There are actually a number of different ways to go about recording your first song. You could record on your own.
You could collaborate with a friend with some technical savvy. You could book some time with a professional studio engineer.
Is there a right and a wrong? Not really.
It just depends on the quality you're looking for, what you hope to achieve with the song, and how much money you have to spend.
For the purpose of this guide, we'll assume you have a laptop or a desktop computer, and you're going to record the song yourself. Here's what you need to know, and what you need to do to get started.
P.S. If you're not sure if you which kind of studio you want to use, you can compare home and professional studios here.
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What You're Going To Need To Record Music At Home
It isn't much fun when you're following along with an instructional manual and you suddenly realize that you don't have a necessary piece of studio equipment to complete the process. Let's try and avoid that here.
Don't worry; you're not going to have to spend thousands of dollars just to get up and running (unless you want to invest in higher quality gear). Here's what you're going to need to record your first song:
- A Digital Audio Workstation (or DAW). This is a piece of software that you can use to record, edit and mix your audio. If you happen to have an Apple computer, it already comes with GarageBand, and despite being free, it's a great piece of software. Ease of use is of the essence here, and there probably isn't an easier DAW out there. For PC, you can download Audacity entirely for free. Unfortunately, it isn't the most user-friendly program. If you have a little bit of money (i.e. $60), I would recommend taking a look at Tracktion, which is among the easiest and most powerful DAWs in the price range. More options can be seen here – those mentioned apply to recording vocals as well as making instrumentals.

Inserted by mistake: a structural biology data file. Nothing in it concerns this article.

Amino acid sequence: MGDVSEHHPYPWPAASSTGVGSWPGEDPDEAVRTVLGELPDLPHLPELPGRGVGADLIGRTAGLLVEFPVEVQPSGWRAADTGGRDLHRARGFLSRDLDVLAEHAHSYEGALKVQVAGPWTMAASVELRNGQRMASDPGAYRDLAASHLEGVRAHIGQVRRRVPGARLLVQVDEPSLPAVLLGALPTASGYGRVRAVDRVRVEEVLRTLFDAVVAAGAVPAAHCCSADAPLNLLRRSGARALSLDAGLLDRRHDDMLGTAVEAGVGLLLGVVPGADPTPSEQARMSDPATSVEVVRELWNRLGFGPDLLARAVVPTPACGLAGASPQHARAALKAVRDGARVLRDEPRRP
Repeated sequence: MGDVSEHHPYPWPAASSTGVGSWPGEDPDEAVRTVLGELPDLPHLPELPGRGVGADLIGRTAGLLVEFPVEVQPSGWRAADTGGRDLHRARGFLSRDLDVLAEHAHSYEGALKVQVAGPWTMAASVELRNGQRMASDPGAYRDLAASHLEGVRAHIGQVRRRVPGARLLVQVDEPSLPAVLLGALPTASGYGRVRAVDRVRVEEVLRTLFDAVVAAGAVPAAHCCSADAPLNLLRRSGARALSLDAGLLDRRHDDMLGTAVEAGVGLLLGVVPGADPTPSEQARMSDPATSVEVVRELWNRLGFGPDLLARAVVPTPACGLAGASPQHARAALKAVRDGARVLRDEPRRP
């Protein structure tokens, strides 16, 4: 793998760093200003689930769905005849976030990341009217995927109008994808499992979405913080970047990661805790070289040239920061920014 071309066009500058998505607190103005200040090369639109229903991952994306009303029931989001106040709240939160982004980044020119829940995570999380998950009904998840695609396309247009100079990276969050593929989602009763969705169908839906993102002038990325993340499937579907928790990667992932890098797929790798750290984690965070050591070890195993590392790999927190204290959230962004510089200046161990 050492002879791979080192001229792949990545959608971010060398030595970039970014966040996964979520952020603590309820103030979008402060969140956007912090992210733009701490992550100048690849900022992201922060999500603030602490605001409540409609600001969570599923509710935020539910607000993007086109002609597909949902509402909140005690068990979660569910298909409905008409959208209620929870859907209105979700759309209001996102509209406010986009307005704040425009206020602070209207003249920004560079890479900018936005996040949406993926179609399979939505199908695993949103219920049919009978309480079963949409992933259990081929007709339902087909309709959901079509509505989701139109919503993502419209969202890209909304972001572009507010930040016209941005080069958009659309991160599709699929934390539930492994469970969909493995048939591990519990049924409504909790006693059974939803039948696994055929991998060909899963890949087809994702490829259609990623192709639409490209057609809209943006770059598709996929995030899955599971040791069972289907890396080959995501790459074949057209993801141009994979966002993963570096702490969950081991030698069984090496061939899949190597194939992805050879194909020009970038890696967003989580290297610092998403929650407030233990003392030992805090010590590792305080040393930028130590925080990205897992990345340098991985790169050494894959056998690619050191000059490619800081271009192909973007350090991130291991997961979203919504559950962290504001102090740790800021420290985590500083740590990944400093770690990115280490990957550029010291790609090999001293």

- A microphone. Believe it or not, you do not need a microphone to record your first song. You can use the built-in mic on your laptop to record audio, and in some cases, it doesn't sound half bad. I have friends that have recorded entire albums this way. However, you definitely can't expect to capture the best quality audio this way. A Shure SM57 is a relatively cost-effective option at about $100 to $120, and can be used on just about any instrument. It's definitely not the best mic for vocals, but it can be used on practically everything, and is considered one of the best mics for distorted guitar.
- A microphone cable (or XLR cable). A microphone requires a microphone cable. You're probably going to want a cable between 15 to 25 feet, which shouldn't cost you too much more than $10 to $20.
- An audio interface. Unless your computer happens to have an XLR port (and most do not), you need a way to convert your signal from your microphone to your computer. This is where a USB audio interface comes in. The more you pay, the better the quality of the sound is going to be. The Focusrite Scarlett Solo Compact USB audio interface (and similar interfaces) runs for about $80 to $130, and since Focusrite is a known name in preamps, even at this price range, you can expect the sound quality to be half decent.